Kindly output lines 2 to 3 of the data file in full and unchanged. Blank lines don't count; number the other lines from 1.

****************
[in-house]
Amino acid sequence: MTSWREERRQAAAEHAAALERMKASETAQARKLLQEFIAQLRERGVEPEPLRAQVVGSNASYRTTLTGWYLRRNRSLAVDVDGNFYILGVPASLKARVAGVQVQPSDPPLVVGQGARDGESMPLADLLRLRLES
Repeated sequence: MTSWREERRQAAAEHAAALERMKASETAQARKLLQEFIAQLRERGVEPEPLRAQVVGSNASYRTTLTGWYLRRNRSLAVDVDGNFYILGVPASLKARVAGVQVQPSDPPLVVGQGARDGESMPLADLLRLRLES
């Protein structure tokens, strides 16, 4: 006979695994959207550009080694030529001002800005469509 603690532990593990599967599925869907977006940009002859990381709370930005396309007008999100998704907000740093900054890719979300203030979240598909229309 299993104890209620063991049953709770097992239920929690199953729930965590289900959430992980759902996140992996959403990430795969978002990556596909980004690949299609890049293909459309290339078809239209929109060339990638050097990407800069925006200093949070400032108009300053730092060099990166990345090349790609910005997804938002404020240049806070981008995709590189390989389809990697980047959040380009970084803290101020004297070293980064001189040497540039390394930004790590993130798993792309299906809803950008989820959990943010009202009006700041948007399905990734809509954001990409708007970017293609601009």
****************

Amino acid sequence: MTSWREERRQAAAEHAAALERMKASETAQARKLLQEFIAQLRERGVEPEPLRAQVVGSNASYRTTLTGWYLRRNRSLAVDVDGNFYILGVPASLKARVAGVQVQPSDPPLVVGQGARDGESMPLADLLRLRLES
Repeated sequence: MTSWREERRQAAAEHAAALERMKASETAQARKLLQEFIAQLRERGVEPEPLRAQVVGSNASYRTTLTGWYLRRNRSLAVDVDGNFYILGVPASLKARVAGVQVQPSDPPLVVGQGARDGESMPLADLLRLRLES